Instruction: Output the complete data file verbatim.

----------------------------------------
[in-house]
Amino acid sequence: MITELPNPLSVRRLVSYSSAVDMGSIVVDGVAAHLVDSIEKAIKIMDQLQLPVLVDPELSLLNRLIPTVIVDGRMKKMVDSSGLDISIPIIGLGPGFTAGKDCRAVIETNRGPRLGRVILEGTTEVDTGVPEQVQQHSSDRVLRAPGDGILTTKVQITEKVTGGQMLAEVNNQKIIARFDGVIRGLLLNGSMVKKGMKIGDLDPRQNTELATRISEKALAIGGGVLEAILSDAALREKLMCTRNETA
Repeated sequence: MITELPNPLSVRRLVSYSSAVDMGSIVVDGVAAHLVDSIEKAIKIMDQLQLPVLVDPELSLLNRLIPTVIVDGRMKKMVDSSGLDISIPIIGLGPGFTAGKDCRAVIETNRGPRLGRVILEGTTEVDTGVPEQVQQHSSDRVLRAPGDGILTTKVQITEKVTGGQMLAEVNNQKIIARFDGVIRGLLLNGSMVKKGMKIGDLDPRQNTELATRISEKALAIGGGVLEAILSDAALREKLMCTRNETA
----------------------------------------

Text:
[in-house]
Amino acid sequence: MITELPNPLSVRRLVSYSSAVDMGSIVVDGVAAHLVDSIEKAIKIMDQLQLPVLVDPELSLLNRLIPTVIVDGRMKKMVDSSGLDISIPIIGLGPGFTAGKDCRAVIETNRGPRLGRVILEGTTEVDTGVPEQVQQHSSDRVLRAPGDGILTTKVQITEKVTGGQMLAEVNNQKIIARFDGVIRGLLLNGSMVKKGMKIGDLDPRQNTELATRISEKALAIGGGVLEAILSDAALREKLMCTRNETA
Repeated sequence: MITELPNPLSVRRLVSYSSAVDMGSIVVDGVAAHLVDSIEKAIKIMDQLQLPVLVDPELSLLNRLIPTVIVDGRMKKMVDSSGLDISIPIIGLGPGFTAGKDCRAVIETNRGPRLGRVILEGTTEVDTGVPEQVQQHSSDRVLRAPGDGILTTKVQITEKVTGGQMLAEVNNQKIIARFDGVIRGLLLNGSMVKKGMKIGDLDPRQNTELATRISEKALAIGGGVLEAILSDAALREKLMCTRNETA